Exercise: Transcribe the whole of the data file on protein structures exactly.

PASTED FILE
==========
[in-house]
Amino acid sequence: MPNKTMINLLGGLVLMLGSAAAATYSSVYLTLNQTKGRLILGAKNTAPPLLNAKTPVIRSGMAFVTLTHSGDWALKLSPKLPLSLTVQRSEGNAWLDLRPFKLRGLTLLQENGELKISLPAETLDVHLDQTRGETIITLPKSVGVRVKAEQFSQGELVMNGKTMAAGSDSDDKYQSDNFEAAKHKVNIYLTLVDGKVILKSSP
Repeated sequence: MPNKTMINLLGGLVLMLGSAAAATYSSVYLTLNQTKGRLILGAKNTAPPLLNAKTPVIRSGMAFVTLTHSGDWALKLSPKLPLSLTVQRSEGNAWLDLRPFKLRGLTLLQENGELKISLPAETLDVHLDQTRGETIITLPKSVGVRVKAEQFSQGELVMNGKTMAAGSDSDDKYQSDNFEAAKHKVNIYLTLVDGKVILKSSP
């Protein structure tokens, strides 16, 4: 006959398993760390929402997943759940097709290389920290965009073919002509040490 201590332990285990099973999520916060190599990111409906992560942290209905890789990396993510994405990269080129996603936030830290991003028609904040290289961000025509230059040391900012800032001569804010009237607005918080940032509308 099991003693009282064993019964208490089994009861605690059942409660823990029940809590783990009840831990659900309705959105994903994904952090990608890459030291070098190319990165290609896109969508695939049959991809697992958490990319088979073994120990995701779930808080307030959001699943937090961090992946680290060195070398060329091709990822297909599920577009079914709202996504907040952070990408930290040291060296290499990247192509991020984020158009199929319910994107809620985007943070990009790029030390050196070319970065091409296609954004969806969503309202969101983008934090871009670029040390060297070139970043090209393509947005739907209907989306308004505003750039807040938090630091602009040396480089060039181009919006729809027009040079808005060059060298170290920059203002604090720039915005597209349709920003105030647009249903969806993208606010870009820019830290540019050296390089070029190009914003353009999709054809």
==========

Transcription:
[in-house]
Amino acid sequence: MPNKTMINLLGGLVLMLGSAAAATYSSVYLTLNQTKGRLILGAKNTAPPLLNAKTPVIRSGMAFVTLTHSGDWALKLSPKLPLSLTVQRSEGNAWLDLRPFKLRGLTLLQENGELKISLPAETLDVHLDQTRGETIITLPKSVGVRVKAEQFSQGELVMNGKTMAAGSDSDDKYQSDNFEAAKHKVNIYLTLVDGKVILKSSP
Repeated sequence: MPNKTMINLLGGLVLMLGSAAAATYSSVYLTLNQTKGRLILGAKNTAPPLLNAKTPVIRSGMAFVTLTHSGDWALKLSPKLPLSLTVQRSEGNAWLDLRPFKLRGLTLLQENGELKISLPAETLDVHLDQTRGETIITLPKSVGVRVKAEQFSQGELVMNGKTMAAGSDSDDKYQSDNFEAAKHKVNIYLTLVDGKVILKSSP
């Protein structure tokens, strides 16, 4: 006959398993760390929402997943759940097709290389920290965009073919002509040490 201590332990285990099973999520916060190599990111409906992560942290209905890789990396993510994405990269080129996603936030830290991003028609904040290289961000025509230059040391900012800032001569804010009237607005918080940032509308 099991003693009282064993019964208490089994009861605690059942409660823990029940809590783990009840831990659900309705959105994903994904952090990608890459030291070098190319990165290609896109969508695939049959991809697992958490990319088979073994120990995701779930808080307030959001699943937090961090992946680290060195070398060329091709990822297909599920577009079914709202996504907040952070990408930290040291060296290499990247192509991020984020158009199929319910994107809620985007943070990009790029030390050196070319970065091409296609954004969806969503309202969101983008934090871009670029040390060297070139970043090209393509947005739907209907989306308004505003750039807040938090630091602009040396480089060039181009919006729809027009040079808005060059060298170290920059203002604090720039915005597209349709920003105030647009249903969806993208606010870009820019830290540019050296390089070029190009914003353009999709054809």